(Ghost) Riders in the Sky: A Cowboy Legend

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"(Ghost) Riders in the Sky: A Cowboy Legend"
Published1948, Edwin H. Morris & Co Inc
ReleasedJune 5, 1948
GenreCountry, Western
Songwriter(s)Stan Jones
"(Ghost) Riders in the Sky"
Single by Johnny Cash
from the album Silver
B-side"I'm Gonna Sit on the Porch and Pick on My Old Guitar"
ReleasedApril 28, 1979
GenreCountry, outlaw country, country rock, Western
Songwriter(s)Stan Jones
Johnny Cash singles chronology
"I Will Rock and Roll with You"
"(Ghost) Riders in the Sky"
"I'll Say It's True"

"(Ghost) Riders in the Sky: A Cowboy Legend" is a cowboy-styled country/western song written in 1948 by American songwriter, film and television actor Stan Jones.[1]

A number of versions were crossover hits on the pop charts in 1949, the most successful being by Vaughn Monroe. The ASCAP database lists the song as "Riders in the Sky" (title code 480028324[2]), but the title has been written as "Ghost Riders", "Ghost Riders in the Sky", and "A Cowboy Legend". Members of the Western Writers of America chose it as the greatest Western song of all time.[3]


The song tells a folk tale of a cowboy who has a vision of red-eyed, steel-hooved cattle thundering across the sky, being chased by the spirits of damned cowboys. One warns him that if he does not change his ways, he will be doomed to join them, forever "trying to catch the Devil's herd across these endless skies". The story has been linked with old European myths of the Wild Hunt and the Dutch/Flemish legend of the Buckriders, in which a supernatural group of hunters passes the narrator in wild pursuit.[4]

Stan Jones stated that he had been told the story when he was 12 years old by an old Native American who resided north-east of the Douglas, Arizona, border town, a few miles behind D Hill, north of Agua Prieta, Sonora. The Native Americans, possibly Apache, who lived within Cochise County, believed that when souls vacate their physical bodies, they reside as spirits in the sky, resembling ghost riders. He related this story to Wayne Hester, a boyhood friend (later owner of the Douglas Cable Company). As both boys were looking at the clouds, Stan shared what the old Native American had told him, looking in amazement as the cloudy shapes were identified as the "ghost riders" that years later, would be transposed into lyrics.[1] The melody is based on the Civil War-era popular song "When Johnny Comes Marching Home".[5][6]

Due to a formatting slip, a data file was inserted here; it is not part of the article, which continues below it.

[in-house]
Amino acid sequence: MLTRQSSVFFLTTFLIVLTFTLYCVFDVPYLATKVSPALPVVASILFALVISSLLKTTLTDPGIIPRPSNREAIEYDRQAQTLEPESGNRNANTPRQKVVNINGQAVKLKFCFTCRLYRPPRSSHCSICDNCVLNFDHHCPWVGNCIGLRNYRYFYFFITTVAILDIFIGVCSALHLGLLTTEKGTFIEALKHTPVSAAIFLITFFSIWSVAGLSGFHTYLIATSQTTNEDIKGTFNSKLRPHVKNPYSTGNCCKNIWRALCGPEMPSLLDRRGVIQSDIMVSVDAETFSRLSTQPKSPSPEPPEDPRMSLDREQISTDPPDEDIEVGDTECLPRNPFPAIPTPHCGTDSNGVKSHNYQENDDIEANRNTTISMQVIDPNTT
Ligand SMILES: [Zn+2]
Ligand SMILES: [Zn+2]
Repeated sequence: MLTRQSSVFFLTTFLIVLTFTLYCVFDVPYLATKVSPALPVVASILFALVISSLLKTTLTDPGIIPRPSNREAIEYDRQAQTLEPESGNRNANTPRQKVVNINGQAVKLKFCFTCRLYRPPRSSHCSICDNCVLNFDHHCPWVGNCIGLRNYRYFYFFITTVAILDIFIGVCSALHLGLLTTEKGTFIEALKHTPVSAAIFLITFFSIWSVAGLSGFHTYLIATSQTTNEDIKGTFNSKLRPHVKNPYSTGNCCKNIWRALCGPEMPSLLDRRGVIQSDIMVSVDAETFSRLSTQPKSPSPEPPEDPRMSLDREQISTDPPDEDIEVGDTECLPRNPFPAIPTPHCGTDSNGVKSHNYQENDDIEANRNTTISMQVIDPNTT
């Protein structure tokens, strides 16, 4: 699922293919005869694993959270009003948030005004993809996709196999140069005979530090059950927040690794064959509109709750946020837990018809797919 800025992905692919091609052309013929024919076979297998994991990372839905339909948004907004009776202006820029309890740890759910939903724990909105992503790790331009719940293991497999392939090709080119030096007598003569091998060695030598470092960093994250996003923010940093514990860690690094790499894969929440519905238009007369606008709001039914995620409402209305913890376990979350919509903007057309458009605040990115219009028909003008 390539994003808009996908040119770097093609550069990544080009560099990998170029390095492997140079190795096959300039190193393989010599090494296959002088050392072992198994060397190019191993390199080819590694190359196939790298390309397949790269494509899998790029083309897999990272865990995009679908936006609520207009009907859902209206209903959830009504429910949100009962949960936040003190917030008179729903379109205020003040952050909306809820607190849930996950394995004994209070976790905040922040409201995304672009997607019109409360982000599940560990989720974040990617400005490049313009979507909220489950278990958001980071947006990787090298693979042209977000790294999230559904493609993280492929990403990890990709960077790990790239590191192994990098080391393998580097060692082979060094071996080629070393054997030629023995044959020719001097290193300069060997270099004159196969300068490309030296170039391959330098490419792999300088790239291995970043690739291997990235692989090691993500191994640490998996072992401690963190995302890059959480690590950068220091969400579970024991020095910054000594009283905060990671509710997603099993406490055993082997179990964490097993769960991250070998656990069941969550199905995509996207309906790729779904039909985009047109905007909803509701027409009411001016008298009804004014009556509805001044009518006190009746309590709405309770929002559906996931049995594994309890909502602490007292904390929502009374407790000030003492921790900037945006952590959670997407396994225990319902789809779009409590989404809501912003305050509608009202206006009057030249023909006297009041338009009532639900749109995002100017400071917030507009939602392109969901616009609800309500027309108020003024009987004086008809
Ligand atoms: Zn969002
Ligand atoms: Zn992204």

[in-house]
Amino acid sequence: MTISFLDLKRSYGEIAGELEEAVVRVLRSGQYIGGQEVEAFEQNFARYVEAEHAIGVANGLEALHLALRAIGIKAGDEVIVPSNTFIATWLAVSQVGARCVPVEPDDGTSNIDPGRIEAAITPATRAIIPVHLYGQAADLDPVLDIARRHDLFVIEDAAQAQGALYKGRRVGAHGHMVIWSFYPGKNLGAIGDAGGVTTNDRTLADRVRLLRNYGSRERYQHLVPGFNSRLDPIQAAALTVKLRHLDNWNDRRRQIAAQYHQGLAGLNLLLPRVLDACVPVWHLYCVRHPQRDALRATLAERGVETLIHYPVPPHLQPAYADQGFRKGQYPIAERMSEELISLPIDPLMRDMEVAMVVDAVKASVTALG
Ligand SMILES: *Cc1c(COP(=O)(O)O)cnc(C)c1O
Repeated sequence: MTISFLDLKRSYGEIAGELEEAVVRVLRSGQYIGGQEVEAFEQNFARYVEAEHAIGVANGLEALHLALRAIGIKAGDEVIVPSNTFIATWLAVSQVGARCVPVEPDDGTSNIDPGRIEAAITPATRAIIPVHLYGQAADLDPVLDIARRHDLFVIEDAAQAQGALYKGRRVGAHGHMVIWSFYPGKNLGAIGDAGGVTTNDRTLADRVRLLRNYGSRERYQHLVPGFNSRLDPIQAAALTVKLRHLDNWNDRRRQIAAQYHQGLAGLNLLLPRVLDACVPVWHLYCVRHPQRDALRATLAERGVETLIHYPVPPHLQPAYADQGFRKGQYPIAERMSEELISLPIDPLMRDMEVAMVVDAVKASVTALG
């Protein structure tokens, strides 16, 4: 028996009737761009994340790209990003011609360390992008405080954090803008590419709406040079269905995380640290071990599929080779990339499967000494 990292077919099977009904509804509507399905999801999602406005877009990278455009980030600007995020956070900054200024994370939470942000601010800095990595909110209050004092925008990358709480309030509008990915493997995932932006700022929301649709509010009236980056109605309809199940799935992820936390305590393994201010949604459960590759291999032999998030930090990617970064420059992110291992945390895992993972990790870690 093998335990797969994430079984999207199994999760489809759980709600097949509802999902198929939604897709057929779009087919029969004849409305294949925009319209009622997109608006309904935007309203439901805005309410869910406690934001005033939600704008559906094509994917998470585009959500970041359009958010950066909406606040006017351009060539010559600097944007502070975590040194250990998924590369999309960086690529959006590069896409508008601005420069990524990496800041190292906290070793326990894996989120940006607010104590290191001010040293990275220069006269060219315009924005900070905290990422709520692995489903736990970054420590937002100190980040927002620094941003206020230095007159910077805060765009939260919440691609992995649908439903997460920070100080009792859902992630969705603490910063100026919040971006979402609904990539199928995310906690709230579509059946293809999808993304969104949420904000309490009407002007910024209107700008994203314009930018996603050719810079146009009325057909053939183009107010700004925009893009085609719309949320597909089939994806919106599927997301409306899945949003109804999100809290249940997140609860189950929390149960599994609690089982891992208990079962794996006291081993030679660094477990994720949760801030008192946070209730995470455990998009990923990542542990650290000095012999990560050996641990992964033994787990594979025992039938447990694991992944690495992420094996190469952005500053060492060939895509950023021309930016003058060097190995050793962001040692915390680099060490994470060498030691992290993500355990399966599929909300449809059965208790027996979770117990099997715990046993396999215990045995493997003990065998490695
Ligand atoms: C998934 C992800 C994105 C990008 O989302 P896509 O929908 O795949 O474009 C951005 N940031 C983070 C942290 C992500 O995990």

Hundreds of performers have recorded versions of the song. Vaughn Monroe reached number 1 in Billboard magazine with his version ("Riders in the Sky" with orchestra and vocal quartet). Other artists that made the charts with the song include The Outlaws, Bing Crosby (with the Ken Darby Singers), Frankie Laine, Burl Ives (two different versions), Marty Robbins, The Ramrods and Johnny Cash.

Notable and charting recordings[edit]


  1. ^ a b "Stan Jones". Western Music Association. Archived from the original on 2017-02-24. Retrieved 2015-03-18.
  2. ^ "ACE Repertory". Ascap.com. Archived from the original on 6 February 2017. Retrieved 3 October 2018.
  3. ^ Western Writers of America (2010). "The Top 100 Western Songs". American Cowboy. Archived from the original on 19 October 2010.
  4. ^ "Ghost Riders In the Sky: The Wild Hunt and the Eternal Stampede", Esoterx.com, December 9, 2012 Archived March 2, 2020, at the Wayback Machine. Retrieved 21 November 2019
  5. ^ Wells, Robert V. (2009). Life Flows on in Endless Song: Folk Songs and American History. University of Illinois Press. pp. 64, 193. ISBN 978-0-252-07650-3.
  6. ^ Hill, Andy (2017-07-01). Scoring the Screen: The Secret Language of Film Music. Hal Leonard Corporation. p. 54. ISBN 978-1-5400-0481-9.
  7. ^ Mercury 5320, The Internet Archive
  8. ^ a b c Whitburn, Joel (1973). Top Pop Records 1940–1955. Record Research.
  9. ^ Number One Song of the Year: 1946–2013 Archived 2018-04-20 at the Wayback Machine, Bob Borst website
  10. ^ "A Bing Crosby Discography". BING magazine. International Club Crosby. Archived from the original on October 5, 2018. Retrieved September 20, 2016.
  11. ^ Whitburn, Joel (2003). Top Pop Singles 1955–2002 (1st ed.). Menomonee Falls, Wisconsin: Record Research Inc. p. 576. ISBN 0-89820-155-1.
  12. ^ "Billboard Music Week Hot 100", Billboard, October 9, 1961. Accessed July 28, 2016.
  13. ^ "(Ghost) Riders In The Sky". Johnny Cash Official Site. 24 May 2019. Archived from the original on 18 April 2021. Retrieved 18 April 2021.
  14. ^ "Johnny Cash". Billboard. Archived from the original on 19 April 2021. Retrieved 18 April 2021.
  15. ^ "UK Official Chart: Shadows". Official Charts Company. 2019. Archived from the original on 28 January 2019. Retrieved 27 January 2019.
  16. ^ "Outlaws". www.billboard.com. Archived from the original on 2018-03-16. Retrieved 2019-02-21.

External links[edit]